So much has been said about “fake news” over the last couple of years, therefore I want to do everything possible to keep things real. Whatever I report will be genuinely true.
However, I’m a blogger, not a reporter, so what I offer by way of news will be limited to what’s already in the news… unless, of course, it’s about me.
And if it’s about me, you know I’m telling the truth…at least more often than CNN 😉
The Bible makes it very clear that we are not to dwell on bad news, stories of evil, and illicit nonsense meant to rot the soul. On the contrary, the Apostle Paul writes:
Finally, brethren, whatsoever things are true, whatsoever things [are] honest, whatsoever things [are] just, whatsoever things [are] pure, whatsoever things [are] lovely, whatsoever things [are] of good report; if [there be] any virtue, and if [there be] any praise, think on these things. – Philippians 4:8
So, let me share with you some factual news that fits the above prescription:
My new little granddaughter, Emma, is a bundle of cuteness! She’s lovely!
What’s been good in your life this week? What didn’t go as badly as you expected? Who still loves you despite what you’ve done or not done?
The fact is God loves you, gave his Son for you, and offers you an intimate relationship, even kinship, with Himself! Despite anything else going on in your life or in this world, knowing THAT is awesome news that rarely gets reported. You should praise Him!
Think about that!
My wife and I were taken to dinner the other day by a very nice couple who appreciate fine dining – they took us to Cracker Barrel. While in the gift shop, I noticed two frogs continually spitting into a small pond.
And two thoughts came to mind…
First, what is so attractive about a fountain with spitting frogs? I mean, do frogs spit? And if they do, wouldn’t that much be a sign of impending kidney failure and death? What would make an amphibian with projectile saliva be your first choice of lawn decoration?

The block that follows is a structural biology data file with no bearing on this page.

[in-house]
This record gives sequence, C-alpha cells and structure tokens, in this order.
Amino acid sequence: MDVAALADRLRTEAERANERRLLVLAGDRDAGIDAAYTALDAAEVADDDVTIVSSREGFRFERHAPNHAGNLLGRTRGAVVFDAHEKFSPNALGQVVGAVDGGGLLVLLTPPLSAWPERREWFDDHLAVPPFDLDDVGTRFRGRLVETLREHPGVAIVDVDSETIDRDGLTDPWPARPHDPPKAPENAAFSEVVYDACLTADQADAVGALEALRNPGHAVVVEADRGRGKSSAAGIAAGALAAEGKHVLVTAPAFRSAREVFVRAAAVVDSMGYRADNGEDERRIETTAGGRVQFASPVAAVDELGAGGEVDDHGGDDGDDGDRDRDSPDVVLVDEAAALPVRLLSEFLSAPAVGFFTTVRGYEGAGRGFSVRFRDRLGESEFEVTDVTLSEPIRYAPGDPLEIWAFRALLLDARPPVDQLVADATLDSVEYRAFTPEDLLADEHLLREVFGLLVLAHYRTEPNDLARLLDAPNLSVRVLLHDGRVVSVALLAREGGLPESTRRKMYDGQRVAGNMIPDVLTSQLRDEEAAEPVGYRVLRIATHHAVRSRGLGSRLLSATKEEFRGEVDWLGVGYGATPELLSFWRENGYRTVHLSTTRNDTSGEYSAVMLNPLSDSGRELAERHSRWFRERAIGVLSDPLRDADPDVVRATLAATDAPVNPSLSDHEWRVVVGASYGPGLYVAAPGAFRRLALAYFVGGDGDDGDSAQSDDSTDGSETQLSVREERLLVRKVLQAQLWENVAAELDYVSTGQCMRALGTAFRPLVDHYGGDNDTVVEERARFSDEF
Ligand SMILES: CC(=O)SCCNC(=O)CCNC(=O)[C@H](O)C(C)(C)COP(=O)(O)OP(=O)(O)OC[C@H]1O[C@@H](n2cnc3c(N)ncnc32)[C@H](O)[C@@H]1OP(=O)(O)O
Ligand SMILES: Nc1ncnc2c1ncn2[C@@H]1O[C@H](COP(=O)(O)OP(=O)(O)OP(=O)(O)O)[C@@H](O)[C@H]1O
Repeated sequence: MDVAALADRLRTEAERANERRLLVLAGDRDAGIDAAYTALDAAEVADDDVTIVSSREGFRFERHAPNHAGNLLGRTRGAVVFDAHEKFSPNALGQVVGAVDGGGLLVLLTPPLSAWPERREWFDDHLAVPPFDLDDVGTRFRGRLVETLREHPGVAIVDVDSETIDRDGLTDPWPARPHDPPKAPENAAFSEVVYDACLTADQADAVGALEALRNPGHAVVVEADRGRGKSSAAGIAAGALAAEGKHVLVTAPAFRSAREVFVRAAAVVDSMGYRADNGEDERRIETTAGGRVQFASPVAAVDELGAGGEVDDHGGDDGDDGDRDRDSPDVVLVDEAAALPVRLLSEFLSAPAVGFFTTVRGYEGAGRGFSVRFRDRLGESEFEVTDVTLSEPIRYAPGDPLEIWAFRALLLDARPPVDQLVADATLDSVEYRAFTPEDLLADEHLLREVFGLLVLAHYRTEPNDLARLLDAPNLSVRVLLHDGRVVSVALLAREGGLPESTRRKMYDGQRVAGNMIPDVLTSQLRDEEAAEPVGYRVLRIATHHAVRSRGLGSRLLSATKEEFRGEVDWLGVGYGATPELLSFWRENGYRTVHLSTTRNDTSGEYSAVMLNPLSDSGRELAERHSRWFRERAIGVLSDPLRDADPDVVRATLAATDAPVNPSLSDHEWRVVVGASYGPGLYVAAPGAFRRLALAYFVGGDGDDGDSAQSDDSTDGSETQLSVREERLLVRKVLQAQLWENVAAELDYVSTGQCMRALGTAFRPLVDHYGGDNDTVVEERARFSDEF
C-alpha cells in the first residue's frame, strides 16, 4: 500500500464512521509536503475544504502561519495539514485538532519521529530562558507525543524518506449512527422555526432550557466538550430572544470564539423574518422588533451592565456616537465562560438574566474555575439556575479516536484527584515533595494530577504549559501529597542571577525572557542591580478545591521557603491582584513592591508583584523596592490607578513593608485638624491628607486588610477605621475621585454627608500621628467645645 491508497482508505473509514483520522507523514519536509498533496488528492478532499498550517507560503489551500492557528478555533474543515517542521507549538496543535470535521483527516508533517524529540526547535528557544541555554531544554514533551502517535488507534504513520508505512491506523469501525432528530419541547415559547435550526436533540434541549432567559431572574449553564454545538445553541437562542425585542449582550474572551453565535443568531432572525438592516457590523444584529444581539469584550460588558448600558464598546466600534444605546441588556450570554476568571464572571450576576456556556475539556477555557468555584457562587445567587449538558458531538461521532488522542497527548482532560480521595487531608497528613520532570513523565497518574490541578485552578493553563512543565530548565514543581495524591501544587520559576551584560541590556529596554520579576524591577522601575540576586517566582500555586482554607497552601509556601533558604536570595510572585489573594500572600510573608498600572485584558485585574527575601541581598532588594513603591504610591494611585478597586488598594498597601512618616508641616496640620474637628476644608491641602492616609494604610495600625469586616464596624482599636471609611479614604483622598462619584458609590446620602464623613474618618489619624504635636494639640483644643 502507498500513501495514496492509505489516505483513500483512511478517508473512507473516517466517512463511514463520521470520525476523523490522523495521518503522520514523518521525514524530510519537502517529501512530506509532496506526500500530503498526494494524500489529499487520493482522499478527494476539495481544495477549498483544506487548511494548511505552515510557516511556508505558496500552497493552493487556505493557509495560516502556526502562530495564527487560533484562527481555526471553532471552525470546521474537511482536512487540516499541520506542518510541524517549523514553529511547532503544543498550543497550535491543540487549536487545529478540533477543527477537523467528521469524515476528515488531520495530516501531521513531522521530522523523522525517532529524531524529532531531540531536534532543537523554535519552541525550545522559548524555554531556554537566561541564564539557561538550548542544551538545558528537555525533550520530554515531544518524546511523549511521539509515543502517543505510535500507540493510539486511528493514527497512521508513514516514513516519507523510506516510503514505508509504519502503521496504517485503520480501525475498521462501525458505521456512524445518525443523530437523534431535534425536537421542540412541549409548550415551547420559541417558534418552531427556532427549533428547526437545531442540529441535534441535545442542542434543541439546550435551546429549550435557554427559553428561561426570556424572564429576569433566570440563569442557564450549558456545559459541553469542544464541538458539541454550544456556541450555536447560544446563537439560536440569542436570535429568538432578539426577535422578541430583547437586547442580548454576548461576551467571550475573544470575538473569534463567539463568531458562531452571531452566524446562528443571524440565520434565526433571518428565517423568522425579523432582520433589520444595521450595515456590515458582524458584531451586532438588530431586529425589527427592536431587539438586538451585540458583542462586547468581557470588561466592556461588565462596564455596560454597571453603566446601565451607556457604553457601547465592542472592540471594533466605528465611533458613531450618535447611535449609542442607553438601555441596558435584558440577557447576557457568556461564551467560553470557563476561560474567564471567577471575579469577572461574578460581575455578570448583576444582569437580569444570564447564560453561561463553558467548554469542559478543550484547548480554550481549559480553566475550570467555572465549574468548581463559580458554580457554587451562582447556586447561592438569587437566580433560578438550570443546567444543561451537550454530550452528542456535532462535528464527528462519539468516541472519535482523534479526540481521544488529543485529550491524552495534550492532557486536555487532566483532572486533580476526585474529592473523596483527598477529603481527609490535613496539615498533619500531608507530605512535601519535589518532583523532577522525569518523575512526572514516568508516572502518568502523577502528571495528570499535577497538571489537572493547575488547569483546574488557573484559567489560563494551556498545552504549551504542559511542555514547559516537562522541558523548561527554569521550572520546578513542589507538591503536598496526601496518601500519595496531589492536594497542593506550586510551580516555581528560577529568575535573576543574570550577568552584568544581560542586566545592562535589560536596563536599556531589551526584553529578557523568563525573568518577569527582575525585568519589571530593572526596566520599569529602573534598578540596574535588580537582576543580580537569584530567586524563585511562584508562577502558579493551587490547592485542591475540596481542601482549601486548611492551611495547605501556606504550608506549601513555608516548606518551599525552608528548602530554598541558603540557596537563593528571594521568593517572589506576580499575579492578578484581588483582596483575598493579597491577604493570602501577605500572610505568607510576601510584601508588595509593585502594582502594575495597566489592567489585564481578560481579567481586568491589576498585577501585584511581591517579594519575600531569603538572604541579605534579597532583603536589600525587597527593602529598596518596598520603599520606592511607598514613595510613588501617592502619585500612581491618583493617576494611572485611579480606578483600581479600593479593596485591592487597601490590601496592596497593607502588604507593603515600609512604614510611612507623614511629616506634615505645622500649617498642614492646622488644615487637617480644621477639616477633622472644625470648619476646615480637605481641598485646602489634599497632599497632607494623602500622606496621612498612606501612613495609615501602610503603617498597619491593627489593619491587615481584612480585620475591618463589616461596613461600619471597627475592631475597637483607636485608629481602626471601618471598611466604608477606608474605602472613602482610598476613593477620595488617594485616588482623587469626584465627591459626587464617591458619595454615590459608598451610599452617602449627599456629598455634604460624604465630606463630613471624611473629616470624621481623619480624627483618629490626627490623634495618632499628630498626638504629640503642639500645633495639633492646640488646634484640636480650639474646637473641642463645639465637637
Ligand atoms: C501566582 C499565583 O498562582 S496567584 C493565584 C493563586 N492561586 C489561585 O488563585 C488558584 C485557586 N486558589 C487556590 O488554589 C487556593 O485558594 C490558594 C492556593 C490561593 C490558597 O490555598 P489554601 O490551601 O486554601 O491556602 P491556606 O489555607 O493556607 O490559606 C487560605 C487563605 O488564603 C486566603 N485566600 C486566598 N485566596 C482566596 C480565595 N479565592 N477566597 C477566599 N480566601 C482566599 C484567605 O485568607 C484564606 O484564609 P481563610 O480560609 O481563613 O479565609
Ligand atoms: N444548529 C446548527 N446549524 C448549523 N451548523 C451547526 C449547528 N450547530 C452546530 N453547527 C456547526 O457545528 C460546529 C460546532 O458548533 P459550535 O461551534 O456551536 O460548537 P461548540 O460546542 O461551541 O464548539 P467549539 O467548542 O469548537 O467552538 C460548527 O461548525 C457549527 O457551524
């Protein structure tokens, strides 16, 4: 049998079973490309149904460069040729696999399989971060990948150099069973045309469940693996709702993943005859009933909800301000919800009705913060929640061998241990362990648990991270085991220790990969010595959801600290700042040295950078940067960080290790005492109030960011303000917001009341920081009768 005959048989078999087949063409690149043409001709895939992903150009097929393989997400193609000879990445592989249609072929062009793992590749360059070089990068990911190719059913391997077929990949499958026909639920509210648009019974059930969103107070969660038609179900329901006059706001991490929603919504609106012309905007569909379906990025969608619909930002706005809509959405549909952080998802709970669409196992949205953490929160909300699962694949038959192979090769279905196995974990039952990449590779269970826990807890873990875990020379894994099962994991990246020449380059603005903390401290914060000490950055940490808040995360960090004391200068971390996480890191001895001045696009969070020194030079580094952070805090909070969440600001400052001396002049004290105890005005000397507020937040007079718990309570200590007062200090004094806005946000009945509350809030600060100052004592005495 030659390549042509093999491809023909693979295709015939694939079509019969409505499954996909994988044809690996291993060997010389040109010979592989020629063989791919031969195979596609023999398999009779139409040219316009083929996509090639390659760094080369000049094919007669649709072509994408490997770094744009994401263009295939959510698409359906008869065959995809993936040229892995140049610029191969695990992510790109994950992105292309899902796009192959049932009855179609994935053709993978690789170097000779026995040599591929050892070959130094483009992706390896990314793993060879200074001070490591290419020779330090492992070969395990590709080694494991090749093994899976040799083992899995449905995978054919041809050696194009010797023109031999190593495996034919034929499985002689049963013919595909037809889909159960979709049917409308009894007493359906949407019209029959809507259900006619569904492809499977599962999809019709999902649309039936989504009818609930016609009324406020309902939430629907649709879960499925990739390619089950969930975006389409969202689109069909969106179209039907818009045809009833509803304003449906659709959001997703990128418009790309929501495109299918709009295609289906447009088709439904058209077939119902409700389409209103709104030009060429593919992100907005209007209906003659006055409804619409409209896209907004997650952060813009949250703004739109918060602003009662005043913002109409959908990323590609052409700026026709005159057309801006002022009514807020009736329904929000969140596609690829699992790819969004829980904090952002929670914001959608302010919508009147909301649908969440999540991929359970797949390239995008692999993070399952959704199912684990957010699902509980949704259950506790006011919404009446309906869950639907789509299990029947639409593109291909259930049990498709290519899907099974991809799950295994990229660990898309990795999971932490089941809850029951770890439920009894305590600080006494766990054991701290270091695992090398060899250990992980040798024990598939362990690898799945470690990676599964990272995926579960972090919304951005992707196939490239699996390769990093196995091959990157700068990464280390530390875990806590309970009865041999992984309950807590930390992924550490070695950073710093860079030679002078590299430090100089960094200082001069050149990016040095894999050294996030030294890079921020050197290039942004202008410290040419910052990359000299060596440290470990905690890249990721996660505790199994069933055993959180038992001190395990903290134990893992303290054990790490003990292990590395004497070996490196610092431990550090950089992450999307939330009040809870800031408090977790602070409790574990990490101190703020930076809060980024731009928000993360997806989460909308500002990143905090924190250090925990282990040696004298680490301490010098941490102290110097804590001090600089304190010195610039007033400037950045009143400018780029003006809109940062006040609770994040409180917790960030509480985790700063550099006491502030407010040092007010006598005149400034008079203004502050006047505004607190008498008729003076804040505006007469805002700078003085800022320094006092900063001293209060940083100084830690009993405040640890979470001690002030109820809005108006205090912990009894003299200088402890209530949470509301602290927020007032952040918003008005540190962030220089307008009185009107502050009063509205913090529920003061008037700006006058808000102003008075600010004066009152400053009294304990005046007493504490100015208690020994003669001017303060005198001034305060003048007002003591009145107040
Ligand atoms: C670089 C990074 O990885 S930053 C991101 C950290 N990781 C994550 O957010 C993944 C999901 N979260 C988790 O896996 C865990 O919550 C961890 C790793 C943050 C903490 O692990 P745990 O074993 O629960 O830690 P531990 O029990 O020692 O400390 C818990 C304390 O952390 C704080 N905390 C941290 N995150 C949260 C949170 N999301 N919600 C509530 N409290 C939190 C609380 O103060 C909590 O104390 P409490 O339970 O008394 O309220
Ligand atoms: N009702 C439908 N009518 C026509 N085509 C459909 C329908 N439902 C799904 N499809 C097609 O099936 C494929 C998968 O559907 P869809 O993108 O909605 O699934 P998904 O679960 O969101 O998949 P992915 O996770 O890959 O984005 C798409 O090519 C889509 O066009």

Secondly, notice the water. The saliva stream spewing from the frog on the right is obviously falling at an angle due to the position in which he/she is sitting. What might not be as noticeable is that the one on the left, as I was standing there watching, was really, literally falling to the left, i.e. NOT straight down! HOW IS THAT POSSIBLE?
So, another couple walks up behind me and I say to the husband, “Does the water coming out of the frog’s mouth on the left look like it’s falling straight down?” “Huh, no it doesn’t,” he said.
Then the man’s wife walked up and asked what he was looking at. He asked, “Doesn’t that water look like it’s falling to the left? How’s that possible?” No joke, the wife replied, “Well, it would if the hose was curved.”
I looked at the guy and asked, “Can I quote her on that?”
Thinking about the frogs and the crazy water, I was reminded that our eyes can play tricks on us. In reality, based on what we see, our understanding of the world can be very misleading.
“Who among you fears the LORD and obeys his servant? If you are walking in darkness, without a ray of light, trust in the LORD and rely on your God.” – Isaiah 50:10 NLT
That is why, even in the darkest nights of life, I trust God: He knows what’s really going on.
Andrew Murray (1828-1917) was a South African preacher and pastor (of Scottish decent). But more than anything, he was a prayer warrior. Some of his theology may not sit well with all of some of us, but one thing is certain: this man had a heart for God like few others.
The following is from his book Living a Prayerful Life:
The Enemy uses all his power to lead the Christian – and above all, the minister – to neglect prayer. Satan knows that however admirable the sermon may be, however attractive the service, however faithful the pastoral visitation, none of these things can damage him or his kingdom if prayer is neglected. – Andrew Murray (p. 28)
I’m not going to lie – I don’t pray like I should. What a waste! What a sin!
I have preached some pretty good sermons and tried to do all the pastoral stuff, but how much more effective could I have been had I spent more time on my knees and less time at a desk?
What if I spent more time talking with Jesus than talking about Him?After all, the whole reason the disciples called for the selecting of deacons was so that they might first give themselves “continually to prayer…” (Acts 6:4).
Preachers, before you worry anymore about your outline for Sunday, your clever illustrations, or your Power Point, spend some more time prostrate before the throne. If we neglect earnest prayer, we’ll have no power, so what’s the point?
Battles may be lost on our feet, but they are won on our knees.
One finger pointing, three back at me.